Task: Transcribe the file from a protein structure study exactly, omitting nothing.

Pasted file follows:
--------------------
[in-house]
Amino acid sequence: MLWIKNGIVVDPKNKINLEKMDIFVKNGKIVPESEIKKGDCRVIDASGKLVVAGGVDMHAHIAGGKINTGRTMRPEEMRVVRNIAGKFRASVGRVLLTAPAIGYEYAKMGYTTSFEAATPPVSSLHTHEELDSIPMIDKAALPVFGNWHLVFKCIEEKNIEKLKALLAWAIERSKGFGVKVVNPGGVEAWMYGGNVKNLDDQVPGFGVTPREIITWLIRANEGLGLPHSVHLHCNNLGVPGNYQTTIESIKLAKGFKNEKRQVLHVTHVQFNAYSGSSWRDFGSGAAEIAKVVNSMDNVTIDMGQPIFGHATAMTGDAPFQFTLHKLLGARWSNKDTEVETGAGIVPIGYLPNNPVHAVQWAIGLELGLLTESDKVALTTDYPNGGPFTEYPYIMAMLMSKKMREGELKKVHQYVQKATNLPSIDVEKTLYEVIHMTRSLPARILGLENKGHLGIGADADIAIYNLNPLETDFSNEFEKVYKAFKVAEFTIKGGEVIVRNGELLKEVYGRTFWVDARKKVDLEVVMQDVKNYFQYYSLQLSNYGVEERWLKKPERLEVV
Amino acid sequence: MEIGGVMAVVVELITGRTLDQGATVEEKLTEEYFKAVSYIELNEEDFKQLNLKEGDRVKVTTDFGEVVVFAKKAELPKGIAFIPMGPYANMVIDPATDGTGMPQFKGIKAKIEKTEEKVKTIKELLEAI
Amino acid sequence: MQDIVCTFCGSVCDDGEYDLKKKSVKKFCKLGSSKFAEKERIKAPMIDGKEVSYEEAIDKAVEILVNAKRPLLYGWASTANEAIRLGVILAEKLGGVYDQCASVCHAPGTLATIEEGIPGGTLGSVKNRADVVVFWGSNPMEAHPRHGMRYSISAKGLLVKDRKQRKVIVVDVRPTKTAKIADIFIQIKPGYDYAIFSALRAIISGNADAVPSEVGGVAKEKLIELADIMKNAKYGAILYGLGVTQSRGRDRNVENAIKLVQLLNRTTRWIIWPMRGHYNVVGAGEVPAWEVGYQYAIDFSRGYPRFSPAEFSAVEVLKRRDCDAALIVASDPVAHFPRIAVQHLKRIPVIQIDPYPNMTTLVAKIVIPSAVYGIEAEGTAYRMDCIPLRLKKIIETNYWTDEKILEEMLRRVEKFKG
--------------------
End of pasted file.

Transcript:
[in-house]
Amino acid sequence: MLWIKNGIVVDPKNKINLEKMDIFVKNGKIVPESEIKKGDCRVIDASGKLVVAGGVDMHAHIAGGKINTGRTMRPEEMRVVRNIAGKFRASVGRVLLTAPAIGYEYAKMGYTTSFEAATPPVSSLHTHEELDSIPMIDKAALPVFGNWHLVFKCIEEKNIEKLKALLAWAIERSKGFGVKVVNPGGVEAWMYGGNVKNLDDQVPGFGVTPREIITWLIRANEGLGLPHSVHLHCNNLGVPGNYQTTIESIKLAKGFKNEKRQVLHVTHVQFNAYSGSSWRDFGSGAAEIAKVVNSMDNVTIDMGQPIFGHATAMTGDAPFQFTLHKLLGARWSNKDTEVETGAGIVPIGYLPNNPVHAVQWAIGLELGLLTESDKVALTTDYPNGGPFTEYPYIMAMLMSKKMREGELKKVHQYVQKATNLPSIDVEKTLYEVIHMTRSLPARILGLENKGHLGIGADADIAIYNLNPLETDFSNEFEKVYKAFKVAEFTIKGGEVIVRNGELLKEVYGRTFWVDARKKVDLEVVMQDVKNYFQYYSLQLSNYGVEERWLKKPERLEVV
Amino acid sequence: MEIGGVMAVVVELITGRTLDQGATVEEKLTEEYFKAVSYIELNEEDFKQLNLKEGDRVKVTTDFGEVVVFAKKAELPKGIAFIPMGPYANMVIDPATDGTGMPQFKGIKAKIEKTEEKVKTIKELLEAI
Amino acid sequence: MQDIVCTFCGSVCDDGEYDLKKKSVKKFCKLGSSKFAEKERIKAPMIDGKEVSYEEAIDKAVEILVNAKRPLLYGWASTANEAIRLGVILAEKLGGVYDQCASVCHAPGTLATIEEGIPGGTLGSVKNRADVVVFWGSNPMEAHPRHGMRYSISAKGLLVKDRKQRKVIVVDVRPTKTAKIADIFIQIKPGYDYAIFSALRAIISGNADAVPSEVGGVAKEKLIELADIMKNAKYGAILYGLGVTQSRGRDRNVENAIKLVQLLNRTTRWIIWPMRGHYNVVGAGEVPAWEVGYQYAIDFSRGYPRFSPAEFSAVEVLKRRDCDAALIVASDPVAHFPRIAVQHLKRIPVIQIDPYPNMTTLVAKIVIPSAVYGIEAEGTAYRMDCIPLRLKKIIETNYWTDEKILEEMLRRVEKFKG